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Jim Davis' dinosaurs
In today's "Garfield" comic strip, the protagonist is telling
a younger Felis catus: "Yep, I've eaten a lot of birds in
my time...Went to the North Pole once and ate a penguin...
Went back in time and ate a pterodactyl, too."
Under the BADD doctrine, penguins are dinosaurs (although
not previously attested at the North Pole), but pterodactyls
aren't dinosaurs and thus not birds (so Garfield is guilty of
a *suggestio falsi* on this point)...but what about under the
BCF (birds came first) doctrine? Is the point at which the
term "bird" begins to be applied later than the point at
which the ancestors of pterodactyls diverge from the ancestors
of proto-birds? I would assume so.
As was point out, the German pronunciation of "Tyrannosaurus"
gives the "y" a sound closer to the ancient Greek pronunciation
in the word "tyrannos" (at least in the classical period at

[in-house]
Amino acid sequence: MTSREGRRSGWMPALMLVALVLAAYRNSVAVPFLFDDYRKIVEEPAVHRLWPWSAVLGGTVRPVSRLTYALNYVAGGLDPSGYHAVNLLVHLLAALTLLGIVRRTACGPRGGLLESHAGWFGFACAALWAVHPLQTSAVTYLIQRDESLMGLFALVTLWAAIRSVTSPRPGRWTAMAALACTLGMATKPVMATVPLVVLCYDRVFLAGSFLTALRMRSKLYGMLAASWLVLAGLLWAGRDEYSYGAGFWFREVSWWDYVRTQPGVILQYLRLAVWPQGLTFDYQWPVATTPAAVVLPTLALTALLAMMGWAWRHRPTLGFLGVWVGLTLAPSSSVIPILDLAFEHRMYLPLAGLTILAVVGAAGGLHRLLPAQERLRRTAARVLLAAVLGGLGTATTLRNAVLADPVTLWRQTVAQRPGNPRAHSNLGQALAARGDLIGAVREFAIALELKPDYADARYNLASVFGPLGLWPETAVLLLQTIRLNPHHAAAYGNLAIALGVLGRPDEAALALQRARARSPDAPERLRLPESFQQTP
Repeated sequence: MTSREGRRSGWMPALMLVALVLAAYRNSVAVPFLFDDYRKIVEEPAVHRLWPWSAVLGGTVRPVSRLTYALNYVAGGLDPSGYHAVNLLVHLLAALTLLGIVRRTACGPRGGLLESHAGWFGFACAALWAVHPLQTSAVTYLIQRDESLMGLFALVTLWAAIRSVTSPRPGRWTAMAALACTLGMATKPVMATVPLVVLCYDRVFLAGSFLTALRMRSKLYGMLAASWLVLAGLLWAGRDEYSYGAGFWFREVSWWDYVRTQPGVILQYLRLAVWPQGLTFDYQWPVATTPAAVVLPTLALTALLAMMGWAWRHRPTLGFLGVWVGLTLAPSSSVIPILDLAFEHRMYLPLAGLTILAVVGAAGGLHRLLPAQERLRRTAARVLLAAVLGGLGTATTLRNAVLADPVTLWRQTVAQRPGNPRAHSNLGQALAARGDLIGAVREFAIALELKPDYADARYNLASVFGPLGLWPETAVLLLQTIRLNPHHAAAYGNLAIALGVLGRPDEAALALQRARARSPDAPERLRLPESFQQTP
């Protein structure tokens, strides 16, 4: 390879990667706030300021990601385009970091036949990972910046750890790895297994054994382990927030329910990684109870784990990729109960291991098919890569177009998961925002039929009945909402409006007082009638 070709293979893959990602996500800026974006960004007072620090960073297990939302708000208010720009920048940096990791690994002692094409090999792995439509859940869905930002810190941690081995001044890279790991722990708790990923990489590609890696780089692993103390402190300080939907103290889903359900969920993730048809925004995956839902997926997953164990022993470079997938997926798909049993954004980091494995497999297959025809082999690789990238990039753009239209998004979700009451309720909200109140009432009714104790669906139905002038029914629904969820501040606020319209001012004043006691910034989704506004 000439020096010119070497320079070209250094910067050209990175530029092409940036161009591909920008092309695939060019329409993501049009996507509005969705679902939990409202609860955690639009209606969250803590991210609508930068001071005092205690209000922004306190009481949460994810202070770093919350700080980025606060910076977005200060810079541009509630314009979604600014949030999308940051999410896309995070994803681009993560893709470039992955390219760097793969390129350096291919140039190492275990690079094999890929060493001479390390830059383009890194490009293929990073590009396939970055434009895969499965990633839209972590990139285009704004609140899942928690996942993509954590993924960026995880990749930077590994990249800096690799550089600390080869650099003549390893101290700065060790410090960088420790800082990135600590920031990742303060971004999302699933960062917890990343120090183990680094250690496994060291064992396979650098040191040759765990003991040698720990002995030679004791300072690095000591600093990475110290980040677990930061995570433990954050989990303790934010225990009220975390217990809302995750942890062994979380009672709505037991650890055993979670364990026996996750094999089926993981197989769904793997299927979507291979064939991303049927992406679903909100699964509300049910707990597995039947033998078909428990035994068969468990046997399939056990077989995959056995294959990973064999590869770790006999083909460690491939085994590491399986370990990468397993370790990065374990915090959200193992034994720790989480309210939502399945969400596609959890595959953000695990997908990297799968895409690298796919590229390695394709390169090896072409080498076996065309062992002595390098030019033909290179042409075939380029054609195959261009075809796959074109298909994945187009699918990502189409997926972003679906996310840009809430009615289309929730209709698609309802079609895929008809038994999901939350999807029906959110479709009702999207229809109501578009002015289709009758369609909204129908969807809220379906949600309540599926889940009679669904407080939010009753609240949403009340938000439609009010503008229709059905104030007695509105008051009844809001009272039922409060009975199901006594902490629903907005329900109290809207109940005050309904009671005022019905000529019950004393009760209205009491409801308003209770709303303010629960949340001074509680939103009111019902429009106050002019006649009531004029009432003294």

Athens), but the word "tyrannos" is a foreign word adopted into
Greek, probably from Asia Minor, and there is no evidence for
how it was pronounced in the original language (maybe Lydian).
So Americans who can't manage the u-umlaut sound need not worry.
If the Devonian year was 410 days long, was each day shorter so
that the length of time it took the earth to complete one orbit
of the sun was the same as now (as measured by a neutral non-
terrestrial standard?), or has that changed too? (If we could
go back to 410 days, would that mean a 7-hour workday, a 3-day
weekend, or 55 more days vacation?)
George Pesely firstname.lastname@example.org
Austin Peay State University, Clarksville, Tennessee, USA